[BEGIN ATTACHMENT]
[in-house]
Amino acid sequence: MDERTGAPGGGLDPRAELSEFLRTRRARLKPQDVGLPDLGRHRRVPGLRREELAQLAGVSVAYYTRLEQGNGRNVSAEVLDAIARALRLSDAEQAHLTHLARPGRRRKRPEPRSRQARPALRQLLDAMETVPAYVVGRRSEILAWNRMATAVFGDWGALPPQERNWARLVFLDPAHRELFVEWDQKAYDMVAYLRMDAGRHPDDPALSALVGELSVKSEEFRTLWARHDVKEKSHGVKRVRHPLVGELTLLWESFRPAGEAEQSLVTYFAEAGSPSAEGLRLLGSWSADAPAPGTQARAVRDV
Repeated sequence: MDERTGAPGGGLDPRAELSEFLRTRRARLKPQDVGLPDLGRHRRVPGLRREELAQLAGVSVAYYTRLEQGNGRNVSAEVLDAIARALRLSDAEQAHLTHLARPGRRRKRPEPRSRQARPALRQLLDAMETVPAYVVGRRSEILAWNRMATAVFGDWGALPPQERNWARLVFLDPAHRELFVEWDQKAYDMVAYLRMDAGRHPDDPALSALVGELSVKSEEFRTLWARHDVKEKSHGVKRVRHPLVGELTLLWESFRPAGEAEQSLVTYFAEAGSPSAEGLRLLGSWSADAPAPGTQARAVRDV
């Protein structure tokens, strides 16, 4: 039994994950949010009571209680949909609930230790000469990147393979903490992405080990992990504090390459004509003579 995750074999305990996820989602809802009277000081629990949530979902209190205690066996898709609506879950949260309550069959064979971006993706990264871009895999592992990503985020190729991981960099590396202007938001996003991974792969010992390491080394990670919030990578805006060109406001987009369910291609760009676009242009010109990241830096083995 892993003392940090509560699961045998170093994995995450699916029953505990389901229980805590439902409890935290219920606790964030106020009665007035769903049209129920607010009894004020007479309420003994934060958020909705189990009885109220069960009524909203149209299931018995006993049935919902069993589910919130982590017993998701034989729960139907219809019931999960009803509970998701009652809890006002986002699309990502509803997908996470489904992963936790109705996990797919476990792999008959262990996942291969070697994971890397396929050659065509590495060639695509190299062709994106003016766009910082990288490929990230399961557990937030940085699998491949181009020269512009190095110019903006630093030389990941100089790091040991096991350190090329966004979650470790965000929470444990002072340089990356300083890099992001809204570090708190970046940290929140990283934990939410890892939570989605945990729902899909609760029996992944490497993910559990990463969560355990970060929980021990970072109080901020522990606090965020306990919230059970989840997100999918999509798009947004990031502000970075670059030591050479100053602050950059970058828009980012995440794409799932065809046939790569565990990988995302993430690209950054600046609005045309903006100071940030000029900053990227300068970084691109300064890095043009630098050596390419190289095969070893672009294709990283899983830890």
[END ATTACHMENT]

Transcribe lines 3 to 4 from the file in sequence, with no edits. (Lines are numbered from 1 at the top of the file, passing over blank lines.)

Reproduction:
Repeated sequence: MDERTGAPGGGLDPRAELSEFLRTRRARLKPQDVGLPDLGRHRRVPGLRREELAQLAGVSVAYYTRLEQGNGRNVSAEVLDAIARALRLSDAEQAHLTHLARPGRRRKRPEPRSRQARPALRQLLDAMETVPAYVVGRRSEILAWNRMATAVFGDWGALPPQERNWARLVFLDPAHRELFVEWDQKAYDMVAYLRMDAGRHPDDPALSALVGELSVKSEEFRTLWARHDVKEKSHGVKRVRHPLVGELTLLWESFRPAGEAEQSLVTYFAEAGSPSAEGLRLLGSWSADAPAPGTQARAVRDV
């Protein structure tokens, strides 16, 4: 039994994950949010009571209680949909609930230790000469990147393979903490992405080990992990504090390459004509003579 995750074999305990996820989602809802009277000081629990949530979902209190205690066996898709609506879950949260309550069959064979971006993706990264871009895999592992990503985020190729991981960099590396202007938001996003991974792969010992390491080394990670919030990578805006060109406001987009369910291609760009676009242009010109990241830096083995 892993003392940090509560699961045998170093994995995450699916029953505990389901229980805590439902409890935290219920606790964030106020009665007035769903049209129920607010009894004020007479309420003994934060958020909705189990009885109220069960009524909203149209299931018995006993049935919902069993589910919130982590017993998701034989729960139907219809019931999960009803509970998701009652809890006002986002699309990502509803997908996470489904992963936790109705996990797919476990792999008959262990996942291969070697994971890397396929050659065509590495060639695509190299062709994106003016766009910082990288490929990230399961557990937030940085699998491949181009020269512009190095110019903006630093030389990941100089790091040991096991350190090329966004979650470790965000929470444990002072340089990356300083890099992001809204570090708190970046940290929140990283934990939410890892939570989605945990729902899909609760029996992944490497993910559990990463969560355990970060929980021990970072109080901020522990606090965020306990919230059970989840997100999918999509798009947004990031502000970075670059030591050479100053602050950059970058828009980012995440794409799932065809046939790569565990990988995302993430690209950054600046609005045309903006100071940030000029900053990227300068970084691109300064890095043009630098050596390419190289095969070893672009294709990283899983830890």